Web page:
We kept on until we got to Jardine. I didn't realize it when we started out that Jardine is a listed ghost town in Montana.  Although, there are quite a few very live inhabitants. It looks like some folks who work down in Gardiner live up here away from the tourist hub bub.

Jardine Gold Mine

The mine is fenced off so you can't really get close to it. The above photo was the best I could do.

Jardine Mine Office

The old mine office seemed to still be used but it was closed and no one was around.

But, we were looking for hiking not ghost towns so we went to the end of the road and hit the jackpot. We found the Eagle Creek trailhead which is a popular outfitter entry into the Gallatin National Forest. If you head up Eagle Creek Trail you'll see a bridge .......

Eagle Creek Bridge

If you cross that bridge and turn right you'll find a bunch of old buildings you can explore and check out.

I really like exploring out buildings that are not part of a park where you can just poke around on your own.

Now, I did say we came here for the hiking but there was an impediment to my going very far. I had sprained my ankle back in Bozeman and I was just gimping along. First we started up the Eagle Creek trail but it got so muddy we had to turn back cuz I wasn't about to slog through mud on a bad foot. There is another trail on the other side of the bridge that heads into the mountains and was just fine. It too clearly gets a lot of horse and mule traffic. Actually, I like trails that packers use because they are nice and packed.

We also discovered a gated compound that looked like it was mostly inhabited by Native Americans. I thought this tent, with the skull gracing the entry, was kind of interesting. I have no idea what it is used for. Maybe some one lives in it. A pack of dogs came running at us as we approached. I took this photo and we skedaddled.

The point of this story is that if you find yourself in Gardiner, Montana and would like to do something a little off the beaten path I would recommend a trip up to Jardine. It's a great place to to hike, explore and experience little Montana history.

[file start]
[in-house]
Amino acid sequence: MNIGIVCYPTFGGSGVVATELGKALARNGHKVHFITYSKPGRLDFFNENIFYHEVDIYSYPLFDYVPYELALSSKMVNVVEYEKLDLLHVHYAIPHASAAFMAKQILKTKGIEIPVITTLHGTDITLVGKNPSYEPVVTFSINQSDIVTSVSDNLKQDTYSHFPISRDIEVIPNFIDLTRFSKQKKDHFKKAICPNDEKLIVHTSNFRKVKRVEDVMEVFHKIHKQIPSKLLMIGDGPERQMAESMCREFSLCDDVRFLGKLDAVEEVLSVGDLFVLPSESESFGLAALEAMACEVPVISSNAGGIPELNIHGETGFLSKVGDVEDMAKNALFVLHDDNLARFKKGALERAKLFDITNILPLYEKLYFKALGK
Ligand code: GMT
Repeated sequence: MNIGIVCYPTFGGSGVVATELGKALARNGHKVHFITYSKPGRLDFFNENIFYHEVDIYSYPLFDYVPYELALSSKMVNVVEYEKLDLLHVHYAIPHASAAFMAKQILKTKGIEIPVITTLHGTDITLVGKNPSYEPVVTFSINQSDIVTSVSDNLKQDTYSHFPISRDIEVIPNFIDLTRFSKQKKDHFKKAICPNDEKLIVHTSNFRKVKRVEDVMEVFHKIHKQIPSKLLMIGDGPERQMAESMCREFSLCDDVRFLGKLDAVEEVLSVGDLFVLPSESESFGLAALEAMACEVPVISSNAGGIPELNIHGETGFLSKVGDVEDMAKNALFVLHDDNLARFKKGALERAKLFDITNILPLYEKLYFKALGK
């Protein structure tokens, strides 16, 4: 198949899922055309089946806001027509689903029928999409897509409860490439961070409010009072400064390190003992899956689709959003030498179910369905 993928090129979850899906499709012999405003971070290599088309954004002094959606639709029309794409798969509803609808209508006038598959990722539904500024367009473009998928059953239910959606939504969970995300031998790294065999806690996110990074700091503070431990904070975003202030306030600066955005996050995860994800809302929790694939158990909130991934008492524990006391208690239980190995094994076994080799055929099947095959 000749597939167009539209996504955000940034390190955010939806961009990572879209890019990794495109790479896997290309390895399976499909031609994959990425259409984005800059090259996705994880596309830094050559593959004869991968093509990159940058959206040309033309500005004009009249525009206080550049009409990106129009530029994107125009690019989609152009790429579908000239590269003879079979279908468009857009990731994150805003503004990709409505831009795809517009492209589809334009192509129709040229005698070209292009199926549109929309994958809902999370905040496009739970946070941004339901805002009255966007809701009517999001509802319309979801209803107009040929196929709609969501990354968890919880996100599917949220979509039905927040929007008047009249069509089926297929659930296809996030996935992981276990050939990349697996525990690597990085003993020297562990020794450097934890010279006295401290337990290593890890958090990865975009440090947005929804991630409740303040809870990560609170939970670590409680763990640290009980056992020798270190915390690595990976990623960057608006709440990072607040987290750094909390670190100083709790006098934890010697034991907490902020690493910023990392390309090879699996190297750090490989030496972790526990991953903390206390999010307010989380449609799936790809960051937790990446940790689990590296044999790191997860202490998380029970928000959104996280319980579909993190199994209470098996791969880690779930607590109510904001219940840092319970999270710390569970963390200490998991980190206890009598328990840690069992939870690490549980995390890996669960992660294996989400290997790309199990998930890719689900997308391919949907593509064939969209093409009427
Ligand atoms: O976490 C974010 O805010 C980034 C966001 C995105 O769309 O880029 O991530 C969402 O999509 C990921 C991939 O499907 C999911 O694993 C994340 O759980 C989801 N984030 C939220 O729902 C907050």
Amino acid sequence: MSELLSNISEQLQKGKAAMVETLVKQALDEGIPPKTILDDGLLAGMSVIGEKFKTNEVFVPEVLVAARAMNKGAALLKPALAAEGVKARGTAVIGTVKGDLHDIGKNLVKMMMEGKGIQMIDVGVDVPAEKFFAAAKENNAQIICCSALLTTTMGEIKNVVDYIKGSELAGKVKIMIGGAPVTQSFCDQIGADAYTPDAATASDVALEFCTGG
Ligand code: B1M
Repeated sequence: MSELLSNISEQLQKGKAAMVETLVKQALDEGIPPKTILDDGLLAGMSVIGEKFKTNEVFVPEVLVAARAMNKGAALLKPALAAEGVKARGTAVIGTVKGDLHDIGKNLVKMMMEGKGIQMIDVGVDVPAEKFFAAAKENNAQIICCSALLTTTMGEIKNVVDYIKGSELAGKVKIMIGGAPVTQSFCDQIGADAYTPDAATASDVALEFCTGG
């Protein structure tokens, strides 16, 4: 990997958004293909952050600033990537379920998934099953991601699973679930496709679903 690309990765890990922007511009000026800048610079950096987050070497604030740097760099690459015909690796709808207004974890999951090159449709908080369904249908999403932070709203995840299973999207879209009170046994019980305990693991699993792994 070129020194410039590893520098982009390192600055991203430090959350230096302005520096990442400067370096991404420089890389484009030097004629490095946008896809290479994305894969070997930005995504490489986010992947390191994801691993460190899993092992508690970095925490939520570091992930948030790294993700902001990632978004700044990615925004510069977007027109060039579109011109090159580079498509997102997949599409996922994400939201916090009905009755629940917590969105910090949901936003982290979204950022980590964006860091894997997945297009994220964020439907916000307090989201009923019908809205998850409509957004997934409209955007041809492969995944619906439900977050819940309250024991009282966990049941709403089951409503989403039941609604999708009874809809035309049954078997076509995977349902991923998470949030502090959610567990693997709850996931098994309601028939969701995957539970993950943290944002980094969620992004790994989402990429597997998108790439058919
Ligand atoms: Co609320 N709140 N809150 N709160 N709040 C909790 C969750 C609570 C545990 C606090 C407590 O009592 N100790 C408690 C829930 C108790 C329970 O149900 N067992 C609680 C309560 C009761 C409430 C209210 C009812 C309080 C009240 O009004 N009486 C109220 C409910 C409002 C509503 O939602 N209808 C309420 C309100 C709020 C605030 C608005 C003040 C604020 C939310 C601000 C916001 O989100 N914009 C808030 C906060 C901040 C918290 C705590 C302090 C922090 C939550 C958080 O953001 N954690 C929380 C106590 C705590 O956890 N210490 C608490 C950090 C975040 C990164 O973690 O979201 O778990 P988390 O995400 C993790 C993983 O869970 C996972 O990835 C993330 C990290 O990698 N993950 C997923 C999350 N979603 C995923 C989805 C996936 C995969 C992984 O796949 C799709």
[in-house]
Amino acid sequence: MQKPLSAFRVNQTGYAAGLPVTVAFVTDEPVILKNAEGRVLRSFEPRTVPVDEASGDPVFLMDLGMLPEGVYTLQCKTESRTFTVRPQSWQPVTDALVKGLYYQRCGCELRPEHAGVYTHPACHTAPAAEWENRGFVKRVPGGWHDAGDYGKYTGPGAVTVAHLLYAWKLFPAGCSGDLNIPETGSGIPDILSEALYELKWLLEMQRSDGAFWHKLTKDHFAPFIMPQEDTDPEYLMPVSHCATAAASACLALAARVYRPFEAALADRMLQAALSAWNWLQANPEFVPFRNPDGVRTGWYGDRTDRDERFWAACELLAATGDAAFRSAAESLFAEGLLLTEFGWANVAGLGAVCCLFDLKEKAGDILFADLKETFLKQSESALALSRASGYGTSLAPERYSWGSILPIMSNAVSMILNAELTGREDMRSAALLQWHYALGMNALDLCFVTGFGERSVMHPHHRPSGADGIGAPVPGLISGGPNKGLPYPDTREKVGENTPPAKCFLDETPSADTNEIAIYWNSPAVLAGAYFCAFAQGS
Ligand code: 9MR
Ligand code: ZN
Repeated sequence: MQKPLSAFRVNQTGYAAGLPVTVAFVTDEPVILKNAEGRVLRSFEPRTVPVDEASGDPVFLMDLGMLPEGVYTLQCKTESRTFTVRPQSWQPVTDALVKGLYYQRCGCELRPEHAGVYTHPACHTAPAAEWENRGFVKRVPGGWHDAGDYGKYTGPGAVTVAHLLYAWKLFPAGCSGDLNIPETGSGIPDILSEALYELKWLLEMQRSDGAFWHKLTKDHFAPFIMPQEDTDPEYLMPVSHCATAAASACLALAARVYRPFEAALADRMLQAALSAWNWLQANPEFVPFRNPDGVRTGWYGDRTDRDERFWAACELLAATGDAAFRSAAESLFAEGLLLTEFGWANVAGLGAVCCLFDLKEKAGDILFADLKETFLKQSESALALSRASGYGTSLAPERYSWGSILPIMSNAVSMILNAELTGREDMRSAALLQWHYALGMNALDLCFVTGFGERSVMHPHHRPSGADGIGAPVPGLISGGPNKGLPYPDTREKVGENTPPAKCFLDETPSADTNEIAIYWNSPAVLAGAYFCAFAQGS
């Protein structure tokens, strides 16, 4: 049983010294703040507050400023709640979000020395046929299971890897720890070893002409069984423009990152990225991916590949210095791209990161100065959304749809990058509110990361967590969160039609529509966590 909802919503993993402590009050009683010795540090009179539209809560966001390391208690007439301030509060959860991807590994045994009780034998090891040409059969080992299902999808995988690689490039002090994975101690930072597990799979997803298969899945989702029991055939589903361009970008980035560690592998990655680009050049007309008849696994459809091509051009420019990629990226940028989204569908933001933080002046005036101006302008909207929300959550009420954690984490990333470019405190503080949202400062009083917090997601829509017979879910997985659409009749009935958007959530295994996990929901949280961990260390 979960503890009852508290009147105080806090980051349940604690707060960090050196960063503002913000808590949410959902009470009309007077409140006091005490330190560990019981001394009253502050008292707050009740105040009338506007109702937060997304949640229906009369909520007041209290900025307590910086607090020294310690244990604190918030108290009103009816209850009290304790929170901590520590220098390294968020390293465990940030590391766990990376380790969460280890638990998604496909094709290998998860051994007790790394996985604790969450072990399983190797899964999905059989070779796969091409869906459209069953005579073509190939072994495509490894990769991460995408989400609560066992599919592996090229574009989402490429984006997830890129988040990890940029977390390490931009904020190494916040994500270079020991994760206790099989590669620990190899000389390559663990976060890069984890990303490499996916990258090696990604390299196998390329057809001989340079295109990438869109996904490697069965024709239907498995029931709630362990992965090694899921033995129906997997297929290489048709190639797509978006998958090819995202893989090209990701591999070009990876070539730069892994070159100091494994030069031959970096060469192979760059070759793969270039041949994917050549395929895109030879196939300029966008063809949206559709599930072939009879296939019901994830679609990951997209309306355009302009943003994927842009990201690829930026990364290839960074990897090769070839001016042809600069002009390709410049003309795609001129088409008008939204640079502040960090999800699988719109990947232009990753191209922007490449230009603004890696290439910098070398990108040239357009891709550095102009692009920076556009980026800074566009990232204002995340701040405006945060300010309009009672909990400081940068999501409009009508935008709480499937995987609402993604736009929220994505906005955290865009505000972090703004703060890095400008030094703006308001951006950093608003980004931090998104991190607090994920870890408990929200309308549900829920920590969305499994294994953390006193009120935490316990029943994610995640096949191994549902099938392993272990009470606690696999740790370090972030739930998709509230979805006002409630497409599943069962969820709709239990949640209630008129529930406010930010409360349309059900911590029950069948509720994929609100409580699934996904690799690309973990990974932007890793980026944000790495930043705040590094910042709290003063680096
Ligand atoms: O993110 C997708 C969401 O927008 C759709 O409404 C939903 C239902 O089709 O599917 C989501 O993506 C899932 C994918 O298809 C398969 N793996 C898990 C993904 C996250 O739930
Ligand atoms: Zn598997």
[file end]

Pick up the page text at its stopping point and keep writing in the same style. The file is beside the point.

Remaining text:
Be sure and check out The Liberated Photographer.com

©Kinsey Barnard

13 October 2010

Chainsaw Story-Bigger is Better Even If you Are A Girl

I am working feverishly to get all the fallen trees bucked and stacked around here before winter hits. I'm still working on the trees that fell in the dastardly windstorm of June 2009. I'm trying desperately to catch up. It hasn't helped that I've sprained my darned ankle twice this year. Kinda put a crimp in my limp. I was starting to stress out about these trees because they have been down awhile and they need to get bucked and stacked before they rot. The thought of losing them kills me because these babies keep Koty and I warm all through the harsh Montana winters.

After the storm

When I first got here, eight years ago, I was familiar with chainsaw work (I had had a few eucalyptus at my home in Monterey I'd cut up for firewood) but nothing on the scale of forty acres of forest.  Upon arrival I promptly ventured into the local chainsaw shop to pick up a new chainsaw. I thought I'd better get one that was, what I thought, girl size. I chose, was guided to,  the Stihl MS 250 with a 16 inch bar. It seemed like a size that I could handle. And, I could handle it too except that it was a witch to start and took forever to cut through a tree trunk of any size. In fact it was so tough to start I was nearly worn out from pulling before I made my first cut.  And when the temperatures got down in the twenties and thirties, egad, I nearly couldn't make the grade. It sometimes got so bad that I'd literally get bruises on my hands from pulling. I thought "Wow you are a princess!"

The 250 was classified for cutting firewood and that was what I was doing so for nearly eight years I struggled with this saw. Oh, and did I mention I have a persnickety back? Leaning over a log holding a saw out in front of you is not a good back thing.